Takeaway

Journey of the potato: From Andes to outer space

Shabnam Minwalla | Updated on August 31, 2019 Published on August 30, 2019

Land, ahoy: The potato arrived in India with the Portuguese in the 16th century   -  ISTOCK.COM

The beloved aloo ventured into Indian cuisines only about 200 years ago. It was born on the slopes of the Andes in South America and has travelled around the world like a true-blue explorer

It’s a conversation that’s as predictable as cracker smoke during Diwali. Or traffic jams during the Mumbai rush hour.

Every few weeks, my husband gets into balanced-diet mode at dinnertime. He insists that our three daughters eat at least one spoonful of the vegetable du jour. The girls react with piteous mewls and a list of allergies, real and imagined.

At some point during this battle, my husband exclaims, “Isn’t there a single vegetable that you like?”

To which my girls respond in righteous indignation. “Of course, there is. We looooove potatoes.” After which it’s my husband’s turn to look indignant, and mine to giggle.

Like my daughters, I adore potatoes in all their sinful glory: Golden crisps laden with unhealthy quantities of salt that can perk up the dullest dinner; fat chips doused with vinegar at a greasy spoon in a damp English town; a wodge of hash brown potatoes at Denny’s, the American all-day-breakfast chain; skinny French fries in a red paper cup that make the trip to McDonald’s almost worthwhile; the stuffing of a plump, well-spiced Punjabi samosa at Dave Farsan.

For that matter, I love potatoes in their virtuous avatars as well. Aloo bhaji lightly spiced with jeera; a hearty aloo paratha served warm with cold dahi; a bland, soothing mashed potato; the glorious Turkish kumpir — a giant potato baked in its jacket and then loaded with mayo, corn, pickles, sausages, salads, cheese, mushrooms, whatever; the fried yellow chunks that are definitely my favourite bits of a rich biryani.

It always comes as a bit of a shock that both tomatoes and potatoes are actually new kids in town. And the aloo, for example, ventured into our cuisine just about 200 years ago.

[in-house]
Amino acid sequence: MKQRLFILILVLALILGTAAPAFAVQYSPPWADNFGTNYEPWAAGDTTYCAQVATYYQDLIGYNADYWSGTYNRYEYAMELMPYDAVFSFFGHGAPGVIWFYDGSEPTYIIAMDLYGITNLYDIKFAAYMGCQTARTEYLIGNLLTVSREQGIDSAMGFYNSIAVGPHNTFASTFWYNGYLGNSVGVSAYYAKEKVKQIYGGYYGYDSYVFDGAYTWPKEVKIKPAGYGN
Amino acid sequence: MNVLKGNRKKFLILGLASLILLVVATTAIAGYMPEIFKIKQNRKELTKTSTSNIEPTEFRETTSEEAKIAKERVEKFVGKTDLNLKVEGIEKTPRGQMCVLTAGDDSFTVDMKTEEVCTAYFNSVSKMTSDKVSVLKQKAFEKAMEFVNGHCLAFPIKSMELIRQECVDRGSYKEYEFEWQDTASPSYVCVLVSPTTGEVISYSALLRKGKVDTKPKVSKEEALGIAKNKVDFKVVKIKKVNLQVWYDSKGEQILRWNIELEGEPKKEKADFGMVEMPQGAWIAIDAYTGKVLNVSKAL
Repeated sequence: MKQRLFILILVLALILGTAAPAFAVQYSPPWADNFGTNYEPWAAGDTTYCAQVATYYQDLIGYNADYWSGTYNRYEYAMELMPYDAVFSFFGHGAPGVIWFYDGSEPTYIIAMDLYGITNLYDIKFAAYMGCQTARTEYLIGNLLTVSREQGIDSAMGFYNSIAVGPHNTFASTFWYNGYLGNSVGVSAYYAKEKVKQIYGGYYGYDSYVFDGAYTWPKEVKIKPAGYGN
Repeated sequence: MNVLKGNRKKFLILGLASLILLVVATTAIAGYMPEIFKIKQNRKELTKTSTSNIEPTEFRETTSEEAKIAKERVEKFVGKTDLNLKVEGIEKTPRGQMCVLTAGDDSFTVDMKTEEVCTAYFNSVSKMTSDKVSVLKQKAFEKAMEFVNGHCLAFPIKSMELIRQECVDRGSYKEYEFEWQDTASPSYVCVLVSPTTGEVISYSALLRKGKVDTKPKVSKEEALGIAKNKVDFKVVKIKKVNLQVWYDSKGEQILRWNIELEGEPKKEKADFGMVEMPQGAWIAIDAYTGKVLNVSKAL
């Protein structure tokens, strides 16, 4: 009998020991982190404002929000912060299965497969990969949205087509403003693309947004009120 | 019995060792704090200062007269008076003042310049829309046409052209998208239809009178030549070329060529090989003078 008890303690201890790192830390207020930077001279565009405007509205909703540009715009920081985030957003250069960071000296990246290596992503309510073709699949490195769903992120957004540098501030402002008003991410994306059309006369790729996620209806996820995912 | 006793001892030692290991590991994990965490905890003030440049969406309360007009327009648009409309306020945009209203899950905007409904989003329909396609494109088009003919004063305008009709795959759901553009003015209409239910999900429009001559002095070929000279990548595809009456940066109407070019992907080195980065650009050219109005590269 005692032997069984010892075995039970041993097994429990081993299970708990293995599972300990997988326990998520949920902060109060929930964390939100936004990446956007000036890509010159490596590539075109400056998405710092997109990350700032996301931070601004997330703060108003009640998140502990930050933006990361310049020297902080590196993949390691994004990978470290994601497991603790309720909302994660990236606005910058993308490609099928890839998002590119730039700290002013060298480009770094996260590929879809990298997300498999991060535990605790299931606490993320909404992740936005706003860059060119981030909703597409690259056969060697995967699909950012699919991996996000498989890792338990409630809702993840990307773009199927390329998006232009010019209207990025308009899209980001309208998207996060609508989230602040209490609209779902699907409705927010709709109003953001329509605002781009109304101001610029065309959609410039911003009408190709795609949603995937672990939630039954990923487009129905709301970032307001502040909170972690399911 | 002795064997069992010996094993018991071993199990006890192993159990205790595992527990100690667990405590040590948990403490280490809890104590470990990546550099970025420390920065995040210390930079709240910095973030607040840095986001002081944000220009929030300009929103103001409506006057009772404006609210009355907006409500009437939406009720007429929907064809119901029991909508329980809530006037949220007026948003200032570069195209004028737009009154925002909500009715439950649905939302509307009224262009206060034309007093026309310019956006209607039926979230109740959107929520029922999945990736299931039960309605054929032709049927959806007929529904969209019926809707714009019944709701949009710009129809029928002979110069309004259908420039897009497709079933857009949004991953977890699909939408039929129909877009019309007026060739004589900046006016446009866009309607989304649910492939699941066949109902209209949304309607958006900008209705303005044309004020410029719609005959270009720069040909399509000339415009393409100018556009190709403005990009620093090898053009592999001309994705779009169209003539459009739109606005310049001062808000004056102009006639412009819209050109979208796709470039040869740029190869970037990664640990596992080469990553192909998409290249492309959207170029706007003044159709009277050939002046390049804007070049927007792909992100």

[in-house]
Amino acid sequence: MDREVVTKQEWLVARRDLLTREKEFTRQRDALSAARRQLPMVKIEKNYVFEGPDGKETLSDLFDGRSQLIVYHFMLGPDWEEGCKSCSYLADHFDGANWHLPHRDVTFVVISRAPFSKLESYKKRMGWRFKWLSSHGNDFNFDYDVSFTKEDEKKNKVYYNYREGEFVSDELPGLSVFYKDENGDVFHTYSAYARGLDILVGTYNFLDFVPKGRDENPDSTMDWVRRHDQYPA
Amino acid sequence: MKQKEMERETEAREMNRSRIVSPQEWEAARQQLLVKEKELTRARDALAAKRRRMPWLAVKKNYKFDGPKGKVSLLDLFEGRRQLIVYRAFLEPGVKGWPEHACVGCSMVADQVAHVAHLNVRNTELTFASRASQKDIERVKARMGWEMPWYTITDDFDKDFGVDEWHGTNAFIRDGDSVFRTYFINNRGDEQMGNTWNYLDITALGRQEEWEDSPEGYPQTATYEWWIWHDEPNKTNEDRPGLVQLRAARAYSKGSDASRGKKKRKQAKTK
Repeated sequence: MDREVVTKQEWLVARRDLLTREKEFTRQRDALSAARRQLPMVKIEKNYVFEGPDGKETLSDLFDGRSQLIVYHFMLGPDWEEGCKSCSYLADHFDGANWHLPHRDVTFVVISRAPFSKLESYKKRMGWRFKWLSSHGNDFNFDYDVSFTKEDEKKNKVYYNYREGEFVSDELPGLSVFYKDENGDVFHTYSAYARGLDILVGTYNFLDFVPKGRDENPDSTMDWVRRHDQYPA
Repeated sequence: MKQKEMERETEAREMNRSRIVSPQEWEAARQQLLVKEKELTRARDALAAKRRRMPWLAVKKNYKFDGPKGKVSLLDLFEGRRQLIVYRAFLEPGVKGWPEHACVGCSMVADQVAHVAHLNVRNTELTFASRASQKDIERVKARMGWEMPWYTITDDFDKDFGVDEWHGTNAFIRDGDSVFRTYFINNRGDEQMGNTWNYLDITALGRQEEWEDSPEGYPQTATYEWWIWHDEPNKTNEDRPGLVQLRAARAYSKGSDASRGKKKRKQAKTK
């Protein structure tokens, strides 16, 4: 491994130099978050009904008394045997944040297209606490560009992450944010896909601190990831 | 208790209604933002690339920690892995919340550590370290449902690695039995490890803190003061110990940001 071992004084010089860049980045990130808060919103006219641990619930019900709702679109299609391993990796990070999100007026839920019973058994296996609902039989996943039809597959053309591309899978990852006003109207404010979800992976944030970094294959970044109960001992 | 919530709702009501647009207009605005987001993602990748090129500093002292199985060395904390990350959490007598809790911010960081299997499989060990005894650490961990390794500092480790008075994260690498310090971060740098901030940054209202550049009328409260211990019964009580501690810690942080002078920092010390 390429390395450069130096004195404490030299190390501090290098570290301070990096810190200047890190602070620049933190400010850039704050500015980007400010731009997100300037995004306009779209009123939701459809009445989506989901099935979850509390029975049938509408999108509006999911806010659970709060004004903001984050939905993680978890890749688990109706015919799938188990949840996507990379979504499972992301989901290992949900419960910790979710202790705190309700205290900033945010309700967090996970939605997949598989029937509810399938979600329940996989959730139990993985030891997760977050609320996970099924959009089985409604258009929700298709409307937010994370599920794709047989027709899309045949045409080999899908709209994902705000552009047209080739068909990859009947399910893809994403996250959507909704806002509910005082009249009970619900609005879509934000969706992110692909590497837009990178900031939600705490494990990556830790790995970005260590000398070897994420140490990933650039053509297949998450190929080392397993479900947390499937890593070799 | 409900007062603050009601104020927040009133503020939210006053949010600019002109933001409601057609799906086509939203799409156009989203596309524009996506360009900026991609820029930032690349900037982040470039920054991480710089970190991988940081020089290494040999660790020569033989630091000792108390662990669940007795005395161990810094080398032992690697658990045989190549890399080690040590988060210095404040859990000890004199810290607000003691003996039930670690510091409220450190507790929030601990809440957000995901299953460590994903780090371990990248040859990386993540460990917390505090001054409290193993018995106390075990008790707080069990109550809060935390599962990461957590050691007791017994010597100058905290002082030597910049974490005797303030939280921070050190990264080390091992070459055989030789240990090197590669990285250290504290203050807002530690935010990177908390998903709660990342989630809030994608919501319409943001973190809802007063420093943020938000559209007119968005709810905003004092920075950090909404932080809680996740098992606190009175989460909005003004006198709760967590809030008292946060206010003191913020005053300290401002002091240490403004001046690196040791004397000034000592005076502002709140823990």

It’s a miracle it got here at all, given that it originated on the remote slopes of the volcano-riddled Andes. To compound matters, the plant belongs to the deadly nightshade family and the wild tubers are laced with toxic substances. Animals such as the guanaco and vicuna eat wild potatoes only after they have licked clay, which absorbs the toxins.

Sometime between 8000 and 5000 BC, the Incas observed the guanaco and vicuna munching away at these poisonous treats without ill-effect. Mimicking the animals, they started dipping potatoes in a clay slurry, in an attempt to leach the poison. The strategy worked and potatoes became a mainstay of their diet.

Over the centuries, the Incas managed to breed less poisonous potato plants. In fact, Peru today has almost 5,000 different varieties, each equipped to deal with specific altitudes, soils and temperatures. Meanwhile, the original wild and poisonous version is still sold in the remote markets of Peru and Bolivia along with a handful of clay dust.

When the Spanish arrived in this far-flung corner of South America in the 16th century, they were intrigued by the lumpy, round vegetable. They experimented with it and, soon, Spanish farmers were exporting potatoes to other countries in Europe — to an admittedly lukewarm welcome. Even in the 18th century, the philosopher Denis Diderot wrote, “No matter how you prepare it, the root is tasteless and starchy. It cannot be regarded as an enjoyable food, but it provides abundant, reasonably healthy food for men who want nothing but sustenance.”